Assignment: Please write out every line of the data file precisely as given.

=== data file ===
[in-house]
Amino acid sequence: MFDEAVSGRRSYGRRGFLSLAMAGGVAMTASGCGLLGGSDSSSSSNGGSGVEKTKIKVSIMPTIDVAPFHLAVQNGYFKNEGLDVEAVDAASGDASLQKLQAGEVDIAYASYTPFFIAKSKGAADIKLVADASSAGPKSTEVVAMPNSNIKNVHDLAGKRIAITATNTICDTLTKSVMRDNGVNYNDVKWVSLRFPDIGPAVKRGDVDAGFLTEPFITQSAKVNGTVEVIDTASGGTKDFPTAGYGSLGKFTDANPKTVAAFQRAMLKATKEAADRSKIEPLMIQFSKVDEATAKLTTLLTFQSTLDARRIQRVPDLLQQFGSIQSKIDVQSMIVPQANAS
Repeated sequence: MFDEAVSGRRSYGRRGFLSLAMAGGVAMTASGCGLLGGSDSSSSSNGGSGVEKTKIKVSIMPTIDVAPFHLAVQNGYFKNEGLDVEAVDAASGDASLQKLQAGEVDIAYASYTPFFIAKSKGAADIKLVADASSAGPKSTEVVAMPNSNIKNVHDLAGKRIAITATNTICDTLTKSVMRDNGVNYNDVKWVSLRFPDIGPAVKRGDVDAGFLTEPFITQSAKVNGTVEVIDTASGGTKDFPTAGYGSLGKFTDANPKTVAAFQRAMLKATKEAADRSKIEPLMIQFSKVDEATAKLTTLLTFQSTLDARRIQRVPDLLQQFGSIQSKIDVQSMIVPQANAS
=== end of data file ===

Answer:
[in-house]
Amino acid sequence: MFDEAVSGRRSYGRRGFLSLAMAGGVAMTASGCGLLGGSDSSSSSNGGSGVEKTKIKVSIMPTIDVAPFHLAVQNGYFKNEGLDVEAVDAASGDASLQKLQAGEVDIAYASYTPFFIAKSKGAADIKLVADASSAGPKSTEVVAMPNSNIKNVHDLAGKRIAITATNTICDTLTKSVMRDNGVNYNDVKWVSLRFPDIGPAVKRGDVDAGFLTEPFITQSAKVNGTVEVIDTASGGTKDFPTAGYGSLGKFTDANPKTVAAFQRAMLKATKEAADRSKIEPLMIQFSKVDEATAKLTTLLTFQSTLDARRIQRVPDLLQQFGSIQSKIDVQSMIVPQANAS
Repeated sequence: MFDEAVSGRRSYGRRGFLSLAMAGGVAMTASGCGLLGGSDSSSSSNGGSGVEKTKIKVSIMPTIDVAPFHLAVQNGYFKNEGLDVEAVDAASGDASLQKLQAGEVDIAYASYTPFFIAKSKGAADIKLVADASSAGPKSTEVVAMPNSNIKNVHDLAGKRIAITATNTICDTLTKSVMRDNGVNYNDVKWVSLRFPDIGPAVKRGDVDAGFLTEPFITQSAKVNGTVEVIDTASGGTKDFPTAGYGSLGKFTDANPKTVAAFQRAMLKATKEAADRSKIEPLMIQFSKVDEATAKLTTLLTFQSTLDARRIQRVPDLLQQFGSIQSKIDVQSMIVPQANAS